In the News
Slow sand filters and Blue Future Filters
World Trade Club of Washington, Governor's Emerging Trader of the Year 2014
Blue Future was nominated and awarded this prestigious award at a reception at the World Trade Center in Seattle in recognition of our efforts to increase availability of safe drinking water to comunitiies worldwide while also bringing trade and commerce to Washington State.
Cherokee Slow Sand Filter, Kenwood Oklahoma.
Following a three year effort, Blue Future adds the Kenwood 200 gpm slow sand filter to it's portfolio of successful projects. Working with Greg Butcher of the Kenwood water utility to achieve his vision of a sustainable system that will be able to provide water with minimal maintenance for 50 years, and the general contractor Bronze Oak, Blue Future technology provides a sustainable model for future projects. For more on this project, click here.
Book project by Humphrey Blackburn
In May 2013, Humphrey Blackburn launched a book project to assemble his cumulative knowledge and experience about rural water systems. With over 25 years experience working across the US and with groups in 20 countries, he has learned what works and is sustainable and what isn't. This Field Guide provides straight forward, understandable advice and instruction for successful implimentation of rural water systems, from source to tap. The book, when published will be available as an ebook copy or a paperback copy. You can follow this book project by getting on the mailing list
December 2012 in Ghana
Humphrey Blackburn supervised start up and training personnel on operating and maintaning two SSF-10 slow sand filters near Lake Volta, Ghana for Safe Water Network. These filters provide up to 28,800 gpd of potable water for villages not available before.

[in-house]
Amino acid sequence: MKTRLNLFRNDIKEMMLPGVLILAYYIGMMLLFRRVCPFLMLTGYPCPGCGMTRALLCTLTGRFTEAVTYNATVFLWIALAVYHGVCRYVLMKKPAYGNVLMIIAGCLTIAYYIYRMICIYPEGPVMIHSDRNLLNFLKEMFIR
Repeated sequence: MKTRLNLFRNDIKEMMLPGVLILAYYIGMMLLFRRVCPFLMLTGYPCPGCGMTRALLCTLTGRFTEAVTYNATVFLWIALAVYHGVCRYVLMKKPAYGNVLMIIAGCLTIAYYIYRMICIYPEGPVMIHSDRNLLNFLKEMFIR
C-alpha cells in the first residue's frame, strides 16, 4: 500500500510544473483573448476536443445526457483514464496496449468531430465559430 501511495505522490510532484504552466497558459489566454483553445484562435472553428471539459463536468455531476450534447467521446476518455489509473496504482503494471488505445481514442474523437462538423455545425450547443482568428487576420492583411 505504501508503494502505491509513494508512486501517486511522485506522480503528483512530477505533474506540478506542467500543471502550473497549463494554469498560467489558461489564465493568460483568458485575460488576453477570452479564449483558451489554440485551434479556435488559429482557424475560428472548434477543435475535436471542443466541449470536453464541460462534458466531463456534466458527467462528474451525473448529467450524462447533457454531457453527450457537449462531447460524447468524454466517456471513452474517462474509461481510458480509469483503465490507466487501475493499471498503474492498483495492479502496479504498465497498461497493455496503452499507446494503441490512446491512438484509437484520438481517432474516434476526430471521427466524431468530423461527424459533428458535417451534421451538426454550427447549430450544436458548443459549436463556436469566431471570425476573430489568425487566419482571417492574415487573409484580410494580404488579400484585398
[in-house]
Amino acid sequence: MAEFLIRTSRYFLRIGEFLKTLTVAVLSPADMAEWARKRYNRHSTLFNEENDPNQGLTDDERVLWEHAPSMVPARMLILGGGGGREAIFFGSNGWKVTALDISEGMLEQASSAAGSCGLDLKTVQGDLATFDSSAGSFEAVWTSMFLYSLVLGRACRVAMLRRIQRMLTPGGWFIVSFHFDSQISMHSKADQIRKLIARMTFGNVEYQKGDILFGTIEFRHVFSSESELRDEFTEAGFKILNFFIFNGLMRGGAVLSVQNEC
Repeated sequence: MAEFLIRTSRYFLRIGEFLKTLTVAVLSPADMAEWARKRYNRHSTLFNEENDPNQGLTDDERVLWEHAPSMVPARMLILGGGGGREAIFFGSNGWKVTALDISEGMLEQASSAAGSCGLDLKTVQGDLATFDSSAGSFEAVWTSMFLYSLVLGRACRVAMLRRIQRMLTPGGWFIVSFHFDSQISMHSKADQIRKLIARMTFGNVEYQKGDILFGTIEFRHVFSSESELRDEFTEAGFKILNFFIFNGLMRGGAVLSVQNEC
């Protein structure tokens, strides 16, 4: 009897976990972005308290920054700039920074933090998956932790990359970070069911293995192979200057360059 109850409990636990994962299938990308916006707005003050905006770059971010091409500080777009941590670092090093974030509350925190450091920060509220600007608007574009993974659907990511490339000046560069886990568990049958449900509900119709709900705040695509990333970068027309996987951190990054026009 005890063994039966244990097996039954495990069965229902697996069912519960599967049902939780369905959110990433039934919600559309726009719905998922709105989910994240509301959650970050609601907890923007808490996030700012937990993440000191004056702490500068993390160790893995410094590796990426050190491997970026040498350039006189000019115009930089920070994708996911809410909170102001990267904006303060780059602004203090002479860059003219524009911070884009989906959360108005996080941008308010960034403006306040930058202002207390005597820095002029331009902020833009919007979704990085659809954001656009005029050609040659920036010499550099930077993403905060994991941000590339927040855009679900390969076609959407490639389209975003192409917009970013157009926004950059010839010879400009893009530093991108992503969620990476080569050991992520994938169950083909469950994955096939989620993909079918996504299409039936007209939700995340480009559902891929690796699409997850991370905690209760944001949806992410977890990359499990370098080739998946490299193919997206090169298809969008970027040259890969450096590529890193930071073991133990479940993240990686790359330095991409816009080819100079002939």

Volcano National Park 9/2010
A joint Blue Future. Columbian Tech Tank 28 gpm bolted steel slow sand filter was installed in September 2010 at Volcano National Park, Hawaii. The filter went from the ground up to producing water in 5 days. This brings tremedous cost savings to small communities.
Slow sand filters compared with Ultrafiltration, cost and carbon footprint
In a recent paper comparing slow sand filtration (based on performance of an SSF-10 used as prefiltration for a desalinization plant in Santa Cruz California) a 6 mgd SSF plant was expected to save 311 metric tons per year of carbon dioxide over other systems due to significantly less transportation, chemical, and energy costs. (Meyhofa, Paul, PE, CDM, Reducing the Carbon Footprint of Open Intake Seawater desalinization: Slow Sand Filtration before Reverse Osmosis)
In another study in Abbotsford, British Columbia where a ssf and an ultrafiltration system were run side by side, the manager of the plant stated the ssf represented "three times the capacity at half the cost. (Derick Casey, Manager, Water Supply Services, Abbotsford, B.C.)
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